Community associations present a unique set of challenges to insurance brokers. Education is a key component to understanding these challenges and it is the insurance broker’s job to educate and explain the types of risks the associations face and how it can best protect itself from loss.
What is the best way for a broker to convey these risks to their client, the community association? One of the best ways is to provide real life examples of a wide variety of claims community associations have encountered and the amount each claim costs.
The lack of funds at many associations is raising the number of breach of contract claims and has put the associations in a position where they cannot afford to provide the same services they offered in the past. Meanwhile, directors and officers liability claims across the board have increased in the past few years.
Currently, the top five claims community associations face include: breach of fiduciary duty; breach of contract; non-employment discrimination; employment practices liability; and wrongful foreclosure.
The financial crisis has caused an increase in the number of claims for many community associations, as well.
The following includes some examples of directors and officers liability insurance claims your community association property managers and board members might want to know about.
- Breach of Fiduciary Duty: $280,000 Defense Costs. A condo association was sued by a unit owner over parking spaces. The owner filed a lawsuit against the board of directors at his condo association alleging they breached their fiduciary duty in that they violated the condominium act and local parking regulations by creating illegal parking spaces. Specifically, the plaintiff alleged that the defendants knowingly and willfully violated the condominium act by allowing parking spaces to be auctioned off resulting in non-unit owners occupying portions of the common parking garage to the exclusion of all other unit owners. The condo owner sued the board of directors in an effort to force the association to rescind the sale of the spaces, pay for punitive damages and attorney’s fees.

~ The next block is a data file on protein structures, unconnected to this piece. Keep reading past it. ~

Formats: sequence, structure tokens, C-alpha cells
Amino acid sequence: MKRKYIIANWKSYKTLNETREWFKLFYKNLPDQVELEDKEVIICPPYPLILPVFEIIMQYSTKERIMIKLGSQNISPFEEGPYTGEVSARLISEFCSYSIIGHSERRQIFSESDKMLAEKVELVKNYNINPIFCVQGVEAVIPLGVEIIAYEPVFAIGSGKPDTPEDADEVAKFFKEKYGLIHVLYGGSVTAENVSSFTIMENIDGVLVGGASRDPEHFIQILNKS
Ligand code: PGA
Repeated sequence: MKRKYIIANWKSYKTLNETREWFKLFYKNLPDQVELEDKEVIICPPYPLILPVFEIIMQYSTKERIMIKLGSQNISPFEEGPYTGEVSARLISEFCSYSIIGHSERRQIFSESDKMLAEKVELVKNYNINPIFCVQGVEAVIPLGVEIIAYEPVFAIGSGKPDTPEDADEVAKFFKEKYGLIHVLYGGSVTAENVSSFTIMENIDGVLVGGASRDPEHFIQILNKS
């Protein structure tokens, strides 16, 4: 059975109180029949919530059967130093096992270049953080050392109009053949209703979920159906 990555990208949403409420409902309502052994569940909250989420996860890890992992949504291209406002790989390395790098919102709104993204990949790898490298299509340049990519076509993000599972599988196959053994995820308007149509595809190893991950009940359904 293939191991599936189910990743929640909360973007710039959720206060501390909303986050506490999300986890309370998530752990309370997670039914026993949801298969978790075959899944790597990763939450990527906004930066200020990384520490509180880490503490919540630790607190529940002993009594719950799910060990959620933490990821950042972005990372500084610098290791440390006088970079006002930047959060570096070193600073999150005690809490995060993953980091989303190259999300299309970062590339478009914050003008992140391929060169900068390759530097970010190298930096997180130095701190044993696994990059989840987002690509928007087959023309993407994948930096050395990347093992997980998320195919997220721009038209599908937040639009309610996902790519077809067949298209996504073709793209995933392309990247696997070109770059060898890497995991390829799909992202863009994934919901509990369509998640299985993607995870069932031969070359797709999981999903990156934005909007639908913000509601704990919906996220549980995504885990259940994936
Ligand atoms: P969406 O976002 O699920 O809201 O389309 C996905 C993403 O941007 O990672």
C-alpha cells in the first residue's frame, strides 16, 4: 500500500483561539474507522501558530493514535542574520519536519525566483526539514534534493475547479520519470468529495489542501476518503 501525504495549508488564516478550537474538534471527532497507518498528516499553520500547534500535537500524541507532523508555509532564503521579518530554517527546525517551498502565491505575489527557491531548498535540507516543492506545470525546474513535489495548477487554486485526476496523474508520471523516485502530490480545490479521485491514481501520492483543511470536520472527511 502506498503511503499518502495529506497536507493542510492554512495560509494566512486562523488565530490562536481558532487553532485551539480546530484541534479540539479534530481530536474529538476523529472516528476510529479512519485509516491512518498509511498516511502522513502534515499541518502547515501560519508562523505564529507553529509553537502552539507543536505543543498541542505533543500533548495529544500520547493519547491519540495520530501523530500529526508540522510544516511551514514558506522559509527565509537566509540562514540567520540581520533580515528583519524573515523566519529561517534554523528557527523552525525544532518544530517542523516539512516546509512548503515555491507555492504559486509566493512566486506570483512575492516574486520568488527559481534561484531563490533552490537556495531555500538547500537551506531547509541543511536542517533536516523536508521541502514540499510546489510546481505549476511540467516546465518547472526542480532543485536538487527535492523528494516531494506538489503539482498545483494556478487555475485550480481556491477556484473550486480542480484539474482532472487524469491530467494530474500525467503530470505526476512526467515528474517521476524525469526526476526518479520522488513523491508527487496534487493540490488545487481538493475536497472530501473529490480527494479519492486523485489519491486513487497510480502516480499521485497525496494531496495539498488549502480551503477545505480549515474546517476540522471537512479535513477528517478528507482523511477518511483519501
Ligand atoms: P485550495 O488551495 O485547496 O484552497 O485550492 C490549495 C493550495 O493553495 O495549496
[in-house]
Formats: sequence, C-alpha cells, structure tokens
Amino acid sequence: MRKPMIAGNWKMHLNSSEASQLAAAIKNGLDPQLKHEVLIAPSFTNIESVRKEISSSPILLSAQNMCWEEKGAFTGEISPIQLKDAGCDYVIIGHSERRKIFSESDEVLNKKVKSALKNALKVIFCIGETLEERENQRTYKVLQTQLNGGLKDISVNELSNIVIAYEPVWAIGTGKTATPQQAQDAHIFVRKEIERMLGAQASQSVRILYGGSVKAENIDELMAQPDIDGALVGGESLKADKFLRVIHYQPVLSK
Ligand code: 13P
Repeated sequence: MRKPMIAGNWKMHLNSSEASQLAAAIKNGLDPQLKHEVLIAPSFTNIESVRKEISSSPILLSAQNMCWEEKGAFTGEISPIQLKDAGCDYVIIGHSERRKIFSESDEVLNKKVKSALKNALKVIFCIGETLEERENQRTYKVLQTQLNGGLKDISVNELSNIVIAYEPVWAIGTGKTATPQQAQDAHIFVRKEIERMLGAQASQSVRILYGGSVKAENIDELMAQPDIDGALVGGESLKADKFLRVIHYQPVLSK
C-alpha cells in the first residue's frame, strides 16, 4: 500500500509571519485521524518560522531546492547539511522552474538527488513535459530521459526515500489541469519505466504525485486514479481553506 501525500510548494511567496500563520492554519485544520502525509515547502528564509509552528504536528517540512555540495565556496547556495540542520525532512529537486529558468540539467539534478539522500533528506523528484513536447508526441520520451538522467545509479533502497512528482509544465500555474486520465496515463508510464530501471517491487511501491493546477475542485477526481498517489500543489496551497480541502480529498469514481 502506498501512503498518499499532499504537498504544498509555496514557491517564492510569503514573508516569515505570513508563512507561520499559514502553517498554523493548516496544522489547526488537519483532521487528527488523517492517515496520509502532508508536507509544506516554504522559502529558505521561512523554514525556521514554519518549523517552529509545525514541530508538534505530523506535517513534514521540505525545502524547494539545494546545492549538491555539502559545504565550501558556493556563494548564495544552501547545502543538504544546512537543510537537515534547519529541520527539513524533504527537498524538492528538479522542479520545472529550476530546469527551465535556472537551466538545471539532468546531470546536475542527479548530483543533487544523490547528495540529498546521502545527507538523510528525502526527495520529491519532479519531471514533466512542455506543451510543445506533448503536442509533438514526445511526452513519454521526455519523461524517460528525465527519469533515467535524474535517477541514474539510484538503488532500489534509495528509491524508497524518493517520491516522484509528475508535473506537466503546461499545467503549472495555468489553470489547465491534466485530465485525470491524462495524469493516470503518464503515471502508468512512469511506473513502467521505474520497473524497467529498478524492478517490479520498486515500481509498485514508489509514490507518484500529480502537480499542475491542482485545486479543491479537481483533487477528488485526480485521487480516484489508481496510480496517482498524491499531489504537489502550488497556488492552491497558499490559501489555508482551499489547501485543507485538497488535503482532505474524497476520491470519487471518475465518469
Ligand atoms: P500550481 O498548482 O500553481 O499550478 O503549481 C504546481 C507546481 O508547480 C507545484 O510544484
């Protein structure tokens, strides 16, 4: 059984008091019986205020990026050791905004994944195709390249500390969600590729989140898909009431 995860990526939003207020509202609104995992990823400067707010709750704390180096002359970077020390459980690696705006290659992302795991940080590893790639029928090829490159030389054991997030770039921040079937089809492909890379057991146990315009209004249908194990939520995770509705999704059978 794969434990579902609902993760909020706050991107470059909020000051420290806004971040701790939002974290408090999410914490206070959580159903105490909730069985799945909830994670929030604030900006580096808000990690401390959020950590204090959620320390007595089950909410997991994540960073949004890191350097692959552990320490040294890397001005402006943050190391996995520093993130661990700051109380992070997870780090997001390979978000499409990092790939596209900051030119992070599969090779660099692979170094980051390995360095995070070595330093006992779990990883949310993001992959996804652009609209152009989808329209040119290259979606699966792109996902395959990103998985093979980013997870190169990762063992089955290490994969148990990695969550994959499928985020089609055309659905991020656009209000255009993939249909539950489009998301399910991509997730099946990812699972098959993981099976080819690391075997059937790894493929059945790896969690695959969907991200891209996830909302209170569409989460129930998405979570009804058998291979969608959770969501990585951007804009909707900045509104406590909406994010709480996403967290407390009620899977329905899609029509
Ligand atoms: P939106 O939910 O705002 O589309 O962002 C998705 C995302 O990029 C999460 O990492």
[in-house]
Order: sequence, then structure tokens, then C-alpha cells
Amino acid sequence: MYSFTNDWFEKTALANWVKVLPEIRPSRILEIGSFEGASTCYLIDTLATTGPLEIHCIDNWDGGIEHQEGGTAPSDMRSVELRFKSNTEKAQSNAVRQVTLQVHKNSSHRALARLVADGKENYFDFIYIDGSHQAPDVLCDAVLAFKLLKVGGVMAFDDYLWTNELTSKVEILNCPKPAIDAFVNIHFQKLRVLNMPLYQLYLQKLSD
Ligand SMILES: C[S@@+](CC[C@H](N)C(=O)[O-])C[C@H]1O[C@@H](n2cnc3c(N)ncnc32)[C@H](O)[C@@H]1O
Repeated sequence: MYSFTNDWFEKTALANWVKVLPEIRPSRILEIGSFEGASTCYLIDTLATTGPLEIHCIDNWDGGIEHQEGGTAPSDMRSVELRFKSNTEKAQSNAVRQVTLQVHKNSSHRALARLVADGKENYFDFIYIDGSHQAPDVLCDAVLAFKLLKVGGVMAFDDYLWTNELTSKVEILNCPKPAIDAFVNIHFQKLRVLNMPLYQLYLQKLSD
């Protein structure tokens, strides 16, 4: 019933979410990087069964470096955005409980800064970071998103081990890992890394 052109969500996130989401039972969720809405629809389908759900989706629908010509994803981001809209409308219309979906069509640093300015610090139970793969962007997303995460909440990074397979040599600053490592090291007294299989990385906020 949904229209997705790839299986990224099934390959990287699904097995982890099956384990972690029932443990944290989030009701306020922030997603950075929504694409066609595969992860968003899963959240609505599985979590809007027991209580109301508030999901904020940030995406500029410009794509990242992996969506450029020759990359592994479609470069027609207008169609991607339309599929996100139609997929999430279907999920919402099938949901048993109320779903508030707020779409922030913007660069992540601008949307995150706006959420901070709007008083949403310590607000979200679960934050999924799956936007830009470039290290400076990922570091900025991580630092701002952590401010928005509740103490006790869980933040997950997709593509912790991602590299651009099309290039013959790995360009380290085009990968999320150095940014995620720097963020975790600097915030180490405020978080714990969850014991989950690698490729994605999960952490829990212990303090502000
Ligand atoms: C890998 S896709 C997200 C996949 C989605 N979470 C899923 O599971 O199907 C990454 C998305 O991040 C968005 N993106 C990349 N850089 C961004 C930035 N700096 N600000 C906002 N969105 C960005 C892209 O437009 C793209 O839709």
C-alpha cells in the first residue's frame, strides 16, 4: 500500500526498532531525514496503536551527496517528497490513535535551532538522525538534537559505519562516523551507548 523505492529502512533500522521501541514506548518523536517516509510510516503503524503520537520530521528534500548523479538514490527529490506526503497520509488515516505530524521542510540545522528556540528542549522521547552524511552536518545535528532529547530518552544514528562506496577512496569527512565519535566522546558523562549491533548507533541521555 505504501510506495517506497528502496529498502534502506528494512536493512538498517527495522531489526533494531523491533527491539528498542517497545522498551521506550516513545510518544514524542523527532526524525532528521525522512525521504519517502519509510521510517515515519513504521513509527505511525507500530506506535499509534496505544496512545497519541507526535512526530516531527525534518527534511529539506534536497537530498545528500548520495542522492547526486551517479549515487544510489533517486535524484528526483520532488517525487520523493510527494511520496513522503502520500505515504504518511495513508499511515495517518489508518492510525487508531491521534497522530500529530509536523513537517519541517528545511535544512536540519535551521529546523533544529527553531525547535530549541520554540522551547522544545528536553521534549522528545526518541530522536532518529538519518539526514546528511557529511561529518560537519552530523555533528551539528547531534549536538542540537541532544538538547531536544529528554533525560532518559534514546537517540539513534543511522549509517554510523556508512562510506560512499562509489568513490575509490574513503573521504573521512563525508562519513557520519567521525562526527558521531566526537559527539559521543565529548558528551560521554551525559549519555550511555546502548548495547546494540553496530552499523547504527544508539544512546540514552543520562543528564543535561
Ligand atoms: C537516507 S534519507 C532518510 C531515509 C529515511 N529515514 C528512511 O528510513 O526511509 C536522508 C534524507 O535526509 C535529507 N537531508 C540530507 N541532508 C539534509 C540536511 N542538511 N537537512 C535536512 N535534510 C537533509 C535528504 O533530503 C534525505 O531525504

- Election Dispute: $660,000 in Defense Costs. Following an initial board of director’s election, a dispute arose concerning the validity of that election. The association held another election to attempt to fix the dispute and that only caused more problems as the originally elected board members refused to relinquish their posts to the newly elected board members. The association had to sue the board members in an effort to determine which set of board members should be able to keep their posts.
- Wrongful Termination: $550,000 Settlement; $170,000 in Defense Costs. A 74-year-old condo association employee filed a wrongful termination claim against an association, claiming he was wrongfully terminated as a result of his reporting dangerous working conditions to OSHA. The employee also claimed he wasn’t properly paid minimum wage and overtime wages.
- Discrimination: $100,000 Settlement; $140,000 in Defense Costs. A complaint was filed by a prospective buyer against a condo association with the Department of Housing and Urban Development (HUD) alleging that the prospective buyers’ application to purchase a unit within the association was denied for discriminatory reasons. Specifically, the buyer alleged the association president discriminated against him by denying his application based on his age, national origin, and familial status. The HUD commission issued a finding of probable cause. During that time, the board allowed the prospective buyer to purchase the exact unit they had initially sought. Despite this, the buyer filed a lawsuit against the association alleging discrimination and included damages representing the difference of the unit purchase price during the time of the disputed application approval process, attorney fees, compensatory and punitive damages.
Another extremely important point: community association board members and property managers need to be aware of what is excluded in their current directors and officers liability policy. Many policies currently available exclude breach of contract, discrimination, employment issues and architectural issues, so as the old saying goes “buyer beware!”